Finally, I soldered everything in place and tested my connections before plugging in a battery.
Step 8: Solder Components and Cutting to Size
Finally I added the screen, which partially covers the voltage regulator and microchip to keep the device as compact as possible. After that was done (and after testing to make sure it all actually worked), I cut the extra protoboard to size, to make it fit better inside a case.
I also connected a power switch in series with the battery source to allow it to be turned on and off. And finally it works! A small, compact, self-contained package that now does exactly what I want: to roll dice. All I need to do is build a case to house my newly-soldered electronics.
Step 9: Assembling the Case
Instead of using a generic black box housing, I wanted to make my own unique case. I also liked the idea of making it out of metal and luckily I had some scrap laying around from taking apart an old fax machine.
The scrap metal I used can be seen in the bottom right of the image (the long grey rectangle with slots cut out) To shape the metal to the case, I started by using calipers to measure my electronics, and made a 2d CAD image of the screen, knob, and button layout in SolidWorks to aid in cutting in the right spots. Next, I printed this on a piece of paper at 1:1 scale, cut the paper to shape, and taped my image onto the metal sheet. After using a marker to transfer the cutout shapes over, I had a template to cut holes for the case that were placed in the exact right spots.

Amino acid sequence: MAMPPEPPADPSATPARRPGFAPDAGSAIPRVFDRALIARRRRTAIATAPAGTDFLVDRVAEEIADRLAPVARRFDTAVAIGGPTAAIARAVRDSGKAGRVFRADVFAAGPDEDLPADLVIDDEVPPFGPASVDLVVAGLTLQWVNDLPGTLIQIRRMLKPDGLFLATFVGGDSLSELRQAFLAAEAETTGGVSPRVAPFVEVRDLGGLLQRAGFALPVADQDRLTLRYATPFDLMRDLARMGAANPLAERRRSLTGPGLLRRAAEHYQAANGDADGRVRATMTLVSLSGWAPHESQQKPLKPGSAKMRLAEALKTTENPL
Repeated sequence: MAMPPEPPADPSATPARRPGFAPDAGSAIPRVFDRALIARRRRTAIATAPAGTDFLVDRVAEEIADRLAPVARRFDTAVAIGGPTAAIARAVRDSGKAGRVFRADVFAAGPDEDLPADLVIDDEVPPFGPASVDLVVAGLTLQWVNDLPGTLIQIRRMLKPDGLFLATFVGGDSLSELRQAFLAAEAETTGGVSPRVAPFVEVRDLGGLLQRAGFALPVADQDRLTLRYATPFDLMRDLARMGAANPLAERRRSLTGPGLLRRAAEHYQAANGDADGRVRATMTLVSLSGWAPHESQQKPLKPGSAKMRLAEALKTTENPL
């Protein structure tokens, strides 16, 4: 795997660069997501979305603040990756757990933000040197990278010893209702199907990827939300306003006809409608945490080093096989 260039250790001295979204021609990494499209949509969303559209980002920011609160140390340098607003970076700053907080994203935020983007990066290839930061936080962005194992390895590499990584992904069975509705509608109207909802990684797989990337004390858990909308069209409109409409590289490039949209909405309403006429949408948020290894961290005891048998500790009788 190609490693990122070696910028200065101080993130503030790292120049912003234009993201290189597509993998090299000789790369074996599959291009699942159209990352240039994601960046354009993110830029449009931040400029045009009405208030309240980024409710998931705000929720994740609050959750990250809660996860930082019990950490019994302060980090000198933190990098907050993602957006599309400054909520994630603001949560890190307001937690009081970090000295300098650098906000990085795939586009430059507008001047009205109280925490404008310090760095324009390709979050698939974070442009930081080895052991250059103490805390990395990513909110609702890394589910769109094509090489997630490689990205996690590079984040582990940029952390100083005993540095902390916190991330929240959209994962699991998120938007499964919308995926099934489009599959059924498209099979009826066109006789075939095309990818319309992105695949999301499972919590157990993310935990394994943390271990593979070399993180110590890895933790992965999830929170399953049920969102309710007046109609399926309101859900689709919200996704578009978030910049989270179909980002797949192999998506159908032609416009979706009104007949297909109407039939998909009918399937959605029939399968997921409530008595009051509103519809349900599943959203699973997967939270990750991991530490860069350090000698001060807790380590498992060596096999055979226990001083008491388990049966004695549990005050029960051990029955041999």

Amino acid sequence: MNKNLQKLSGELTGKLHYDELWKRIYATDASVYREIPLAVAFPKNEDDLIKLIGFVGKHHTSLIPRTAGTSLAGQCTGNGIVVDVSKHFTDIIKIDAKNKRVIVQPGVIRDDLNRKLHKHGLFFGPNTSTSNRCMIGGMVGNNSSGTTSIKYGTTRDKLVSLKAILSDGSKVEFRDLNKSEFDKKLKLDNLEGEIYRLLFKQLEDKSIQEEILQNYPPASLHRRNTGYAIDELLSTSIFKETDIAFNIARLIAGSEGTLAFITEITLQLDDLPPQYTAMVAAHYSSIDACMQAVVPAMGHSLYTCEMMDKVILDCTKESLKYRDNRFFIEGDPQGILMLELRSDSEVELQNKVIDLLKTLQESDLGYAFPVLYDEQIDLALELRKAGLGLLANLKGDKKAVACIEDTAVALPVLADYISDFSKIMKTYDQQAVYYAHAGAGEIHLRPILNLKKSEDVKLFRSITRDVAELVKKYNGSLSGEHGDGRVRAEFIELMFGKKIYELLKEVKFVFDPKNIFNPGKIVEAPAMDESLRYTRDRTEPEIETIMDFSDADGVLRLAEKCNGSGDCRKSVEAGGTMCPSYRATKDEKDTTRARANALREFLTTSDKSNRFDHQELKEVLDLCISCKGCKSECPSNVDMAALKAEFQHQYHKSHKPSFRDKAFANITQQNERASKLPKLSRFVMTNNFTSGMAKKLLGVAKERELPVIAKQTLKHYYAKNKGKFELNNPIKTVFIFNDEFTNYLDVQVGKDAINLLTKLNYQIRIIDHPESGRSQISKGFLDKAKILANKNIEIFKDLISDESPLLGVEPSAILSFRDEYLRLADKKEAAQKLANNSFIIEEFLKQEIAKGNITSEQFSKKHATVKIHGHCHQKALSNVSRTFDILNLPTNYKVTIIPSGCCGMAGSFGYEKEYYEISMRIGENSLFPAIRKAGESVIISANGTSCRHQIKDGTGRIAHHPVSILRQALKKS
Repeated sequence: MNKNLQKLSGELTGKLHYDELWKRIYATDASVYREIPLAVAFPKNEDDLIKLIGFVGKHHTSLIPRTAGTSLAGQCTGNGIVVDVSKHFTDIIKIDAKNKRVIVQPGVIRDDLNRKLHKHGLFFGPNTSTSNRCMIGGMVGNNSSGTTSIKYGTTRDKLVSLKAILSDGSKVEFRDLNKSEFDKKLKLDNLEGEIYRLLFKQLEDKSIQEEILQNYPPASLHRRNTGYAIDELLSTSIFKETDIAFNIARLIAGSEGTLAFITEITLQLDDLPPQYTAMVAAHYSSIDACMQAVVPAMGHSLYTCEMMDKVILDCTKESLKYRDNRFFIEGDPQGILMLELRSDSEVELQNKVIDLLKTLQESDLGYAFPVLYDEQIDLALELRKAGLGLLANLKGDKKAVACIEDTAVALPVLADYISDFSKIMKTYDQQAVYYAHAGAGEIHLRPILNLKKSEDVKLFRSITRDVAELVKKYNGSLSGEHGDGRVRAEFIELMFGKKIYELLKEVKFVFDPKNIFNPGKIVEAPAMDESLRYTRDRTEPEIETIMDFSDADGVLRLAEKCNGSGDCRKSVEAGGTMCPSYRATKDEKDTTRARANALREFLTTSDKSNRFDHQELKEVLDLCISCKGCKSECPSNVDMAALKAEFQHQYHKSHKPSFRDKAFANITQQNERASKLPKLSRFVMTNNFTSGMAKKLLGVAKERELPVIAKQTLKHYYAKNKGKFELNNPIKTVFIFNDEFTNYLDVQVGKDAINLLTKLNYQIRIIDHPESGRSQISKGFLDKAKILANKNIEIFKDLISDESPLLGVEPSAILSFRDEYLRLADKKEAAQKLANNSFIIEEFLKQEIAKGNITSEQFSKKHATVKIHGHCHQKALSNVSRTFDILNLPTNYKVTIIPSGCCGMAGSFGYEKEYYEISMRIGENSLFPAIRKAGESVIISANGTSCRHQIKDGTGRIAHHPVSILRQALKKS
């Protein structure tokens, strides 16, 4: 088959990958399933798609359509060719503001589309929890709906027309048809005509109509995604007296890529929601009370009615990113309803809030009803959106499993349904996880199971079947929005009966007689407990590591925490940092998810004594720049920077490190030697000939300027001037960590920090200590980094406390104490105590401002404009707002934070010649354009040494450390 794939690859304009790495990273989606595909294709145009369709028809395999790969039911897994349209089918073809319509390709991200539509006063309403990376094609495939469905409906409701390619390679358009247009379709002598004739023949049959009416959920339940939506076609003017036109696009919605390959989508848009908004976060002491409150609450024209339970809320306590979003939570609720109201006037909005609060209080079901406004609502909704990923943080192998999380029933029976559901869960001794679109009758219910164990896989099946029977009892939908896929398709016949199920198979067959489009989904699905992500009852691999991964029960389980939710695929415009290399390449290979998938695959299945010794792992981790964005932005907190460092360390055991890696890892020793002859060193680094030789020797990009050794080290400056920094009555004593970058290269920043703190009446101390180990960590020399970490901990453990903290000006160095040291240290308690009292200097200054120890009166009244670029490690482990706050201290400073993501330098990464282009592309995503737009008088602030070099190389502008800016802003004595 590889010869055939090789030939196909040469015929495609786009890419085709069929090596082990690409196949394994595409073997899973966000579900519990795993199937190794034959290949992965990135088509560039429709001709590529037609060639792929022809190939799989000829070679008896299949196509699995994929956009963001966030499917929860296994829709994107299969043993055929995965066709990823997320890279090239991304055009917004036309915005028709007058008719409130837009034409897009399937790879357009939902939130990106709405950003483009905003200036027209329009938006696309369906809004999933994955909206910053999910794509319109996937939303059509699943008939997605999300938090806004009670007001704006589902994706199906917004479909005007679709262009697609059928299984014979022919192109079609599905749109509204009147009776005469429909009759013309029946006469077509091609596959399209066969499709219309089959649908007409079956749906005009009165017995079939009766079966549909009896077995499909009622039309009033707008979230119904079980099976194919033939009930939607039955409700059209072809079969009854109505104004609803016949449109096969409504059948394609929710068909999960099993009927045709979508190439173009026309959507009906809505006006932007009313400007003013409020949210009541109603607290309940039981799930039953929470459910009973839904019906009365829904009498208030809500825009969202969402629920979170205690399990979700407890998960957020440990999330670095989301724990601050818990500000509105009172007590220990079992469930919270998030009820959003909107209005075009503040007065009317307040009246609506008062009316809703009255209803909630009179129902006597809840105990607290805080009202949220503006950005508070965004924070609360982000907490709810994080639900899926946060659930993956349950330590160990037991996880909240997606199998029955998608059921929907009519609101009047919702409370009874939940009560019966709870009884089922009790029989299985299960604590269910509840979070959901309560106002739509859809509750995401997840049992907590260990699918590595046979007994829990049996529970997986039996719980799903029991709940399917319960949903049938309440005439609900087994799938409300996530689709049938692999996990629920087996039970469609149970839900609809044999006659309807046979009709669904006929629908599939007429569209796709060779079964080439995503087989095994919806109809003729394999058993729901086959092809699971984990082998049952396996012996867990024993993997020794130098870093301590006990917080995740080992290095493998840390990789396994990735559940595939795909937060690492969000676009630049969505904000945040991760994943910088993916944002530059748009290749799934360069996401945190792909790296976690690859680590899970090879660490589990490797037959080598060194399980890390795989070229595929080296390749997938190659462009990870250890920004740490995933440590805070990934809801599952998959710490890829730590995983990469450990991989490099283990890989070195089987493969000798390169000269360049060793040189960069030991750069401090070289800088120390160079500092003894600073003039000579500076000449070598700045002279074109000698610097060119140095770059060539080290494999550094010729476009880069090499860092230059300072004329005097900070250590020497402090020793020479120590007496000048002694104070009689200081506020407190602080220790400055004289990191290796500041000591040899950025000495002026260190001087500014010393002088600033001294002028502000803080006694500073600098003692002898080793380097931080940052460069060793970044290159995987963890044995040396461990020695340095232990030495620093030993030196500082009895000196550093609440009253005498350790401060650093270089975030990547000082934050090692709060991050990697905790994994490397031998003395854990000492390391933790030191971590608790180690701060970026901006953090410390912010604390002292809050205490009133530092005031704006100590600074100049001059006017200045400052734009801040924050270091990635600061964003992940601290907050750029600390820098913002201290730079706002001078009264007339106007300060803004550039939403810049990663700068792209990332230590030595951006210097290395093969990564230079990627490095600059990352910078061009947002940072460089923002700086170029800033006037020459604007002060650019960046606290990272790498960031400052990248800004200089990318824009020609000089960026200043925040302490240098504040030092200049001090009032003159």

I then used a dremel with a cutting wheel attachment to make the hole for the buttons and screen, and a large drill bit to make the circle for the knob. If I were to redo this step, I would have drilled out my button holes as well, as it is very difficult to make square holes of the size I needed, and I ended up using round LEDs to reach the buttons anyway. Oh well, now I know how to do it better next time. ¯\_(ツ)_/¯
After I cut the holes in the front plate of the case, I cut a piece for the back and used my dremel with a different attachment to sand away the metal and change the finish from a matte look to a snazzier brushed metal look.